ESPE Abstracts (2015) 84 P-2-338

A Novel Melanocortin-4-Receptor Gene Mutation Associated with Early Onset Severe Obesity

Meropi Toumbaf, Christos Shammasa, Vassos Neocleousa, Marie Phelanb, Nicos Skordisc,d, Leonidas Phylactoua & Christos Mantzorose


aDepartment of Molecular Genetics, Function and Therapy, The Cyprus Institute of Neurology and Genetics, Nicosia, Cyprus; bDepartment of Biochemistry, Institute of Integrative Biology, NMR Centre for Structural Biology, University of Liverpool, Liverpool, UK; cDivision of Pediatric Endocrinology, Paedi Center for specialized Pediatrics, Nicosia, Cyprus; dSt George’s University of London Medical School, University of Nicosia, Nicosia, Cyprus; eDivision of Endocrinology, Beth Israel Deaconess Medical Center, Boston, Massachusetts, USA; fDepartment of Paediatrics, Iasis Hospital, Paphos, Cyprus


Background: The melanocortin-4-receptor gene (MC4R) is a key regulator for appetite and satiety. MC4R mutations account for 6–8% of severe obesity in children with variable expression and penetrance.

Case presentation: A 3-year-old girl is presented with severe early onset and progressive obesity. She was born full-term with appropriate of gestational age weight by non-consanguineous parents. She had normal psychomotor milestones and no syndromic features but her red-brown hair was characteristic. Her BMI at presentation was 30 kg/m2 (+4.5 SDS) and her waist circumference was 81 cm (+6.1 SDS). She exhibited a remarkably increased linear growth with bone age advancement by 2 years and no signs of pubarche. At the age of 5 years (BMI 29.6 kg/m2, +3.2 SDS) despite her effort with a healthy lifestyle, she developed hyperinsulinaemia and was commenced on treatment with metformin. A novel heterozygous mutation MC4R p.M215del (c.643_645delATG) deletion was found on the patient and her father who was also obese (BMI 33 kg/m2). 3D structural dynamic simulation studies have been used to investigate the conformational changes induced by this novel amino acid deletion. Additionally, the in silico software package ‘Mutation Taster’ was used to predict the pathogenicity of p.M215del deletion and identified it as a disease causing mutation.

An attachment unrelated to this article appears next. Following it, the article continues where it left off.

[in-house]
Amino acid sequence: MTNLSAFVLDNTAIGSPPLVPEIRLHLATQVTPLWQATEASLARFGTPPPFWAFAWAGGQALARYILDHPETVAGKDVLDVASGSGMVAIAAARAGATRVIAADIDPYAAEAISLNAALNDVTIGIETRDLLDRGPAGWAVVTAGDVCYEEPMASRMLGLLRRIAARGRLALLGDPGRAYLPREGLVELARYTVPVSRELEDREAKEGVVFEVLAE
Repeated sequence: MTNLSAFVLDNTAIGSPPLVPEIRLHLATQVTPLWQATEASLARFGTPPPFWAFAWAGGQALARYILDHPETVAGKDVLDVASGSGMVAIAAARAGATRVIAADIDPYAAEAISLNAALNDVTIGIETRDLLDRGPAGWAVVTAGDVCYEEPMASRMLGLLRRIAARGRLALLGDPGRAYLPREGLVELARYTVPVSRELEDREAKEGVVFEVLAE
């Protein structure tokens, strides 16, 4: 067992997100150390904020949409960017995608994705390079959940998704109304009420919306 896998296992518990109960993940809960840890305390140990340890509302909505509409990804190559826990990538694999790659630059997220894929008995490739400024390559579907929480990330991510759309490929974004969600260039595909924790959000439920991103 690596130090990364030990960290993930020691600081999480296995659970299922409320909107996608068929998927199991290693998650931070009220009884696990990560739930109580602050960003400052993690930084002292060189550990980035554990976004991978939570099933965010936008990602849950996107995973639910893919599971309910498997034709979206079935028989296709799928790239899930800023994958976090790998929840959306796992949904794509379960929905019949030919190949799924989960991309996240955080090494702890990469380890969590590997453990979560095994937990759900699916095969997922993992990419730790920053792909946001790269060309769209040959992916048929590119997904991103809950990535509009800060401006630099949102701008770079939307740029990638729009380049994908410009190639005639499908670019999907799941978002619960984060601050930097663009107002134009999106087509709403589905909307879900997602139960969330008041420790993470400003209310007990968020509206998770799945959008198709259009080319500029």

Conclusion: The deletion of methionine at position 215 causes global conformational and functional changes as it is localized at the alpha-helical transmembrane regions and the membrane spanning regions of the beta-barrel. This novel mutation produces a severe obesity phenotype especially with additional negative effect of environmental factors and unhealthy lifestyle habits even in heterozygote patients.

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